Jeremy Clarkson – not one of my favourite people – presented an interesting programme on BBC2 about Major Cain, a Manxman who won the Victoria Cross during the ferocious battle in and around Arnhem (the famous/infamous ‘Bridge too Far’). Trying to look for a common theme to the winners of this most famous of medals all they could really find was extreme gallantry and also humility – most of them never talked about it. In fact it turned out Clarkson had married the major’s daughter (after his death in the 70s). She hadn’t known her father had won the VC until his memorial. The sheer bravery of these men is breath-taking, more often than not undertaking Herculean efforts in the face of the enemy to save their mates.
I have nothing but admiration for these ordinary men who performed super-human feats and am very aware of the enormous debt our society owes t them and their comrades who were not so decorated. Passing the little poppy-covered garden of remembrance in the shadow of the Scott Monument in Princes Street it’s not something you can forget, nor should we.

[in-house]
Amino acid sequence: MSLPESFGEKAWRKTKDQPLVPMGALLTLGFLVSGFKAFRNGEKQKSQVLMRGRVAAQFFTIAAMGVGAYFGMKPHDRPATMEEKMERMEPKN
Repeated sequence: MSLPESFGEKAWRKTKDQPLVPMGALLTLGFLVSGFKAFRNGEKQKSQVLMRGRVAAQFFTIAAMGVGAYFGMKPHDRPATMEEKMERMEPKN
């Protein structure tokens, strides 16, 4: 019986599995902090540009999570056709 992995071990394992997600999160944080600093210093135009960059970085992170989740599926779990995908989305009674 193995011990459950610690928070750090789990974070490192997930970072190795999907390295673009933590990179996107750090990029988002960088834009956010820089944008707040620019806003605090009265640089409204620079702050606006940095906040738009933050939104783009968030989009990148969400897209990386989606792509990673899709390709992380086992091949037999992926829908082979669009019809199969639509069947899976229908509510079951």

However, it would be nice to see a similar programme and other awards, such as the George Cross, being given in honour of other heroes who are equally modest but save lives. Why is it we do not so honour firefighters more regularly? Men and women who rush into a blazing inferno to save people. Ambulance crews? Often working in horrendous accident conditions, dealing with situations which would leave the rest of us traumatised with horror, yet they calmly get on with their job, trying to preserve human life. What about the folk who risk their health and life working in faraway countries trying to bring aid to those in need? The person who can make a well of clean drinking water is saving countless lives. What about teachers who inspired us? I can think on some I owe a debt too. Why don’t we honour the folk who give up their time to counsel people in their hour of desperate need? There are a million times the heroes in our everyday world than there are on battlefields and they are no less deserving. I strongly suspect many of those modest VC winners who were often simply trying to protect their comrades and mates would agree.